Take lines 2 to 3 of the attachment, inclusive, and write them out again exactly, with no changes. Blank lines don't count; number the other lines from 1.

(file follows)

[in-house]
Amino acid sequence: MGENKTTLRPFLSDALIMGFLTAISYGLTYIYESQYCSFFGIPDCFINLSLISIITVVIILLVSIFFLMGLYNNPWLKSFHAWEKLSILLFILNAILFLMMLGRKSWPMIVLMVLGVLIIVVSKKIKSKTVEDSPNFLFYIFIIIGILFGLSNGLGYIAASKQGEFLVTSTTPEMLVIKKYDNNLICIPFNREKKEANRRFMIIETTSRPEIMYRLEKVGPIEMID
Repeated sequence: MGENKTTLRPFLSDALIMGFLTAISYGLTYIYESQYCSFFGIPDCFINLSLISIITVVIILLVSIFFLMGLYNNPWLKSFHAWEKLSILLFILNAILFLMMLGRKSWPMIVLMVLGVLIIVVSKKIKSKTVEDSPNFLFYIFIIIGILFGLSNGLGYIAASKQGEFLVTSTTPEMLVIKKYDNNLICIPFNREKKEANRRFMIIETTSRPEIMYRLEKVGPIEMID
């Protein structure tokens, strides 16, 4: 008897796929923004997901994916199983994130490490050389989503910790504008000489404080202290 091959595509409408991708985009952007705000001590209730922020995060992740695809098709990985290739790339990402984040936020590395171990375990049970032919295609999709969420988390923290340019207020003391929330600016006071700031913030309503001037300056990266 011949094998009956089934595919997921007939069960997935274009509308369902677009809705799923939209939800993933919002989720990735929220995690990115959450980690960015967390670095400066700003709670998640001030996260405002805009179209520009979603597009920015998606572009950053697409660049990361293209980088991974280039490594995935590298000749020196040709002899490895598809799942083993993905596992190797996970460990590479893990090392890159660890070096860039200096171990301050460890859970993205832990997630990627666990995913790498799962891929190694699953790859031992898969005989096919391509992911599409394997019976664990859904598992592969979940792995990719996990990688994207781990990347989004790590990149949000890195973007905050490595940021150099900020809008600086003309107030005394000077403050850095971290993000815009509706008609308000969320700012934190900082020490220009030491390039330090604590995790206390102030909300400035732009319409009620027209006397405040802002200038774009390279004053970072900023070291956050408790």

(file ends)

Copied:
Amino acid sequence: MGENKTTLRPFLSDALIMGFLTAISYGLTYIYESQYCSFFGIPDCFINLSLISIITVVIILLVSIFFLMGLYNNPWLKSFHAWEKLSILLFILNAILFLMMLGRKSWPMIVLMVLGVLIIVVSKKIKSKTVEDSPNFLFYIFIIIGILFGLSNGLGYIAASKQGEFLVTSTTPEMLVIKKYDNNLICIPFNREKKEANRRFMIIETTSRPEIMYRLEKVGPIEMID
Repeated sequence: MGENKTTLRPFLSDALIMGFLTAISYGLTYIYESQYCSFFGIPDCFINLSLISIITVVIILLVSIFFLMGLYNNPWLKSFHAWEKLSILLFILNAILFLMMLGRKSWPMIVLMVLGVLIIVVSKKIKSKTVEDSPNFLFYIFIIIGILFGLSNGLGYIAASKQGEFLVTSTTPEMLVIKKYDNNLICIPFNREKKEANRRFMIIETTSRPEIMYRLEKVGPIEMID